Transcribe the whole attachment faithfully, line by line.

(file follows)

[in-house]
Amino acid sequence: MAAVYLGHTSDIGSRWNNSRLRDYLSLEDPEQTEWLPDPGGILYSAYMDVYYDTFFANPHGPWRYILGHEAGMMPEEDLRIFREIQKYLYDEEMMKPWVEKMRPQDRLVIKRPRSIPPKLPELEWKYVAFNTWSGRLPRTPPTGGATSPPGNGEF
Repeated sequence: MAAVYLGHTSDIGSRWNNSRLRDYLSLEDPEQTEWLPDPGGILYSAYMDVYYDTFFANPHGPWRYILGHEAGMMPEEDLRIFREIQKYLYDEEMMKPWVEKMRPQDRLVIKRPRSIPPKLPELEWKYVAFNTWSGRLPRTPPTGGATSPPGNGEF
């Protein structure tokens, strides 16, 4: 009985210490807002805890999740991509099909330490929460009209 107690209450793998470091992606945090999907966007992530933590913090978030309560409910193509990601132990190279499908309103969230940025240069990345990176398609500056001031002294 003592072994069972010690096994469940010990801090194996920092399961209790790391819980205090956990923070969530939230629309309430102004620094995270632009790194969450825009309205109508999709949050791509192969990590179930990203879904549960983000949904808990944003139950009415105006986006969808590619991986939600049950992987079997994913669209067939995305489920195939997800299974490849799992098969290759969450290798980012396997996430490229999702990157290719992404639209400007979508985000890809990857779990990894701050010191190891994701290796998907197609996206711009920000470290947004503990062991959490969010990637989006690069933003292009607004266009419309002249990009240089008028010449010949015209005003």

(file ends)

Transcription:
[in-house]
Amino acid sequence: MAAVYLGHTSDIGSRWNNSRLRDYLSLEDPEQTEWLPDPGGILYSAYMDVYYDTFFANPHGPWRYILGHEAGMMPEEDLRIFREIQKYLYDEEMMKPWVEKMRPQDRLVIKRPRSIPPKLPELEWKYVAFNTWSGRLPRTPPTGGATSPPGNGEF
Repeated sequence: MAAVYLGHTSDIGSRWNNSRLRDYLSLEDPEQTEWLPDPGGILYSAYMDVYYDTFFANPHGPWRYILGHEAGMMPEEDLRIFREIQKYLYDEEMMKPWVEKMRPQDRLVIKRPRSIPPKLPELEWKYVAFNTWSGRLPRTPPTGGATSPPGNGEF
């Protein structure tokens, strides 16, 4: 009985210490807002805890999740991509099909330490929460009209 107690209450793998470091992606945090999907966007992530933590913090978030309560409910193509990601132990190279499908309103969230940025240069990345990176398609500056001031002294 003592072994069972010690096994469940010990801090194996920092399961209790790391819980205090956990923070969530939230629309309430102004620094995270632009790194969450825009309205109508999709949050791509192969990590179930990203879904549960983000949904808990944003139950009415105006986006969808590619991986939600049950992987079997994913669209067939995305489920195939997800299974490849799992098969290759969450290798980012396997996430490229999702990157290719992404639209400007979508985000890809990857779990990894701050010191190891994701290796998907197609996206711009920000470290947004503990062991959490969010990637989006690069933003292009607004266009419309002249990009240089008028010449010949015209005003």